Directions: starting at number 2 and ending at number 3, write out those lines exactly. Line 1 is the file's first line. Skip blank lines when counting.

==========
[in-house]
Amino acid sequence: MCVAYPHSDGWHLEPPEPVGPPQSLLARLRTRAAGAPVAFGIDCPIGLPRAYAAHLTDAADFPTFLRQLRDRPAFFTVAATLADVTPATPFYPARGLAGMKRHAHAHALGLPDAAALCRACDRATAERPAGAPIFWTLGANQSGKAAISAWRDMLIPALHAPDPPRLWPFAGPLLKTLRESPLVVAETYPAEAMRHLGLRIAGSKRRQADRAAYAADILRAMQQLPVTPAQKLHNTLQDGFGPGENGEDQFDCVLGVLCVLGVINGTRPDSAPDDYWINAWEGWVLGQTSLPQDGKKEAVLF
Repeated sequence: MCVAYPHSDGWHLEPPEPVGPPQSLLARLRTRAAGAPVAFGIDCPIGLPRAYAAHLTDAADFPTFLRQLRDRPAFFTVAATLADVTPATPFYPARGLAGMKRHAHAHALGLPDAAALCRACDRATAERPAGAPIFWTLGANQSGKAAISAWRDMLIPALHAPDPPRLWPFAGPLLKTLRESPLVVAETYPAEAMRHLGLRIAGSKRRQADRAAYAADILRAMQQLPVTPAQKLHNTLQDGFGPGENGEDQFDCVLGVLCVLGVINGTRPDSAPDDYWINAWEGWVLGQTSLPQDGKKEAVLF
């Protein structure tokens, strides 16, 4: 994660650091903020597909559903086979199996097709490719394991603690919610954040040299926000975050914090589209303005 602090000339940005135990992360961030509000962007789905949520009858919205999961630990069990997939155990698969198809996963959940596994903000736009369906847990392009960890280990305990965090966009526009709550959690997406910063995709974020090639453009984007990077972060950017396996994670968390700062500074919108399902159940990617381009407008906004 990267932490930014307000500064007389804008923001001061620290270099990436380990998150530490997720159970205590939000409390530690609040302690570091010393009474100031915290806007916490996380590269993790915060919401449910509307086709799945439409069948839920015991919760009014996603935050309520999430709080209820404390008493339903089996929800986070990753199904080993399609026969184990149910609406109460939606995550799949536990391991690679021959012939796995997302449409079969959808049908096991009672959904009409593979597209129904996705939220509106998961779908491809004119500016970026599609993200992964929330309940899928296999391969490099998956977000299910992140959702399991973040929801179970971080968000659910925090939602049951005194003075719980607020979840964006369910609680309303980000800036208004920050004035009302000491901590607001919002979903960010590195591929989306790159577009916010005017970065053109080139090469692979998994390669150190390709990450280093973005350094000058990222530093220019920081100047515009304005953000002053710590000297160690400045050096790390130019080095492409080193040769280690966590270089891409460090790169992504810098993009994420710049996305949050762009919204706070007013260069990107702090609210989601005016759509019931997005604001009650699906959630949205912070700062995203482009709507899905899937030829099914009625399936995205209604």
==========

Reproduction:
Amino acid sequence: MCVAYPHSDGWHLEPPEPVGPPQSLLARLRTRAAGAPVAFGIDCPIGLPRAYAAHLTDAADFPTFLRQLRDRPAFFTVAATLADVTPATPFYPARGLAGMKRHAHAHALGLPDAAALCRACDRATAERPAGAPIFWTLGANQSGKAAISAWRDMLIPALHAPDPPRLWPFAGPLLKTLRESPLVVAETYPAEAMRHLGLRIAGSKRRQADRAAYAADILRAMQQLPVTPAQKLHNTLQDGFGPGENGEDQFDCVLGVLCVLGVINGTRPDSAPDDYWINAWEGWVLGQTSLPQDGKKEAVLF
Repeated sequence: MCVAYPHSDGWHLEPPEPVGPPQSLLARLRTRAAGAPVAFGIDCPIGLPRAYAAHLTDAADFPTFLRQLRDRPAFFTVAATLADVTPATPFYPARGLAGMKRHAHAHALGLPDAAALCRACDRATAERPAGAPIFWTLGANQSGKAAISAWRDMLIPALHAPDPPRLWPFAGPLLKTLRESPLVVAETYPAEAMRHLGLRIAGSKRRQADRAAYAADILRAMQQLPVTPAQKLHNTLQDGFGPGENGEDQFDCVLGVLCVLGVINGTRPDSAPDDYWINAWEGWVLGQTSLPQDGKKEAVLF